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  • http://hdl.handle.net/10402/era.24865
  • Getting to the root of the matter: grizzly bears and alpine sweetvetch in west-central Alberta, Canada
  • Coogan, Sean C P
  • English
  • alpine sweetvetch
    Hedysarum alpinum
    grizzly bear
    Ursus arctos
    functional response
    habitat segregation
    resource selection
    sexual dimorphism
    Pacific Decadal Oscillation
    nutritional landscape
    spatial variation
    temporal variation
    crude protein
    consumer-resource dynamics
  • Dec 20, 2011 12:15 PM
  • Thesis
  • English
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  • Wildlife habitat selection is influenced by gender, offspring-dependency, resource availability, and spatiotemporal variation in resource nutrition. In consideration of these factors, this thesis examines alpine sweetvetch (Hedysarum alpinum) root and its relationship to grizzly bears (Ursus arctos) in west-central Alberta, Canada. I observed sexually segregated, offspring-dependent functional responses in selection for sweetvetch habitat that was further affected by inter-annual patterns in spring climate (i.e., Pacific Decadal Oscillation). Selection patterns suggested that habitat segregation was due to differences in nutritional requirements between sexes and offspring predation risk. Nutritional analyses of roots indicated that temporal patterns in protein content were influenced by spatial variations in temperature and soil. This spatiotemporal heterogeneity benefits grizzly bears by prolonging the availability of nutritious roots, and may explain why sweetvetch habitats in the mountains were relied upon throughout the spring and how bears could rely on a root digging (habitat) strategy.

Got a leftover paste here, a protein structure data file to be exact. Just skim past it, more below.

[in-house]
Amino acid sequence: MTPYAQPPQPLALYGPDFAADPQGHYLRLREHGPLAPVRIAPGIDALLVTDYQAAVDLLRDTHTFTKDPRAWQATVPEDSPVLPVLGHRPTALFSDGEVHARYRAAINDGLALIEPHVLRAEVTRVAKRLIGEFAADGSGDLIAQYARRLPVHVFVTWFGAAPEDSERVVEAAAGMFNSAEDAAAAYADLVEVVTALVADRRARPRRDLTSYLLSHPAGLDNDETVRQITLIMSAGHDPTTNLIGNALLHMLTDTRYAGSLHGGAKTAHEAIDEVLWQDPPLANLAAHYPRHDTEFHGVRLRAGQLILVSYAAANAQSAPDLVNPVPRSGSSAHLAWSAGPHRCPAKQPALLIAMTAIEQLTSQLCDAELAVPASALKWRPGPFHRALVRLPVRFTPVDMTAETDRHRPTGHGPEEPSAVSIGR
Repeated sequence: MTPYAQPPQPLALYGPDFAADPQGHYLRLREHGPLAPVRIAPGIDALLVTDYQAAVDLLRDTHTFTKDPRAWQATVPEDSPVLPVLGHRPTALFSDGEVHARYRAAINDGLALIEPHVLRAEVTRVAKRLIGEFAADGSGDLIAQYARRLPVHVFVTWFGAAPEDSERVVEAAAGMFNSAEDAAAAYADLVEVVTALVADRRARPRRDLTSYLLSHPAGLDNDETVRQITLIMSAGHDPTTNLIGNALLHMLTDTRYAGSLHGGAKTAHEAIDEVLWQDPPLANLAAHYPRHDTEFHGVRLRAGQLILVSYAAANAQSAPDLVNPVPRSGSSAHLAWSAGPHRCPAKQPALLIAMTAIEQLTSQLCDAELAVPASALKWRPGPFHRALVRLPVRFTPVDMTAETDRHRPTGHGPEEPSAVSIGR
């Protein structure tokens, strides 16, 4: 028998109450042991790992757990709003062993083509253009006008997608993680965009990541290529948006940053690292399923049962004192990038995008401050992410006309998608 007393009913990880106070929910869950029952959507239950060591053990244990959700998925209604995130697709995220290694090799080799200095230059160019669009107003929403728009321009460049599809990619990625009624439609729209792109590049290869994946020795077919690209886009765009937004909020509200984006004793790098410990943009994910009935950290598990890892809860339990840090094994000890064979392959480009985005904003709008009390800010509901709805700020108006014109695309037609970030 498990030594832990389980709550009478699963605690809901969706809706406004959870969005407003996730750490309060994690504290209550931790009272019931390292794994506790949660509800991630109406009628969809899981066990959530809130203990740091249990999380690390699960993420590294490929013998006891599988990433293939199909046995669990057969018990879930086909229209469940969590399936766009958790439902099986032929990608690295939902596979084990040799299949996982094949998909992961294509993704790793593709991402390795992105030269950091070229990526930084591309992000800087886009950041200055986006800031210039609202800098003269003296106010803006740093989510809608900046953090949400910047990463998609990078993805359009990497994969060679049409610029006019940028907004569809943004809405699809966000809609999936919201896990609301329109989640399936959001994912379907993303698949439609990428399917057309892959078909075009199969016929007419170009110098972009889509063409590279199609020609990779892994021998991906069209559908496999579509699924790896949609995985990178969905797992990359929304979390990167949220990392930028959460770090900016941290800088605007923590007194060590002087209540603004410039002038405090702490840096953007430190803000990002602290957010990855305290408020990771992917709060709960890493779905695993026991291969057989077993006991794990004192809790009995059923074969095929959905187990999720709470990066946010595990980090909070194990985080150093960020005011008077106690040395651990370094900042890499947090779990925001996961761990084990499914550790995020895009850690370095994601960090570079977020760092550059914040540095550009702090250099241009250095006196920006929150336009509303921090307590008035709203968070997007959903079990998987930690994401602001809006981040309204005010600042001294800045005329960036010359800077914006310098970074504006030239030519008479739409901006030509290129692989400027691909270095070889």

• Master's
  • Master of Science
  • Department of Renewable Resources
  • Wildlife Ecology and Management
  • Spring 2012
  • Nielsen, Scott (Renewable Resources)
  • Derocher, Andrew (Biological Sciences)
    Hik, David (Biological Sciences)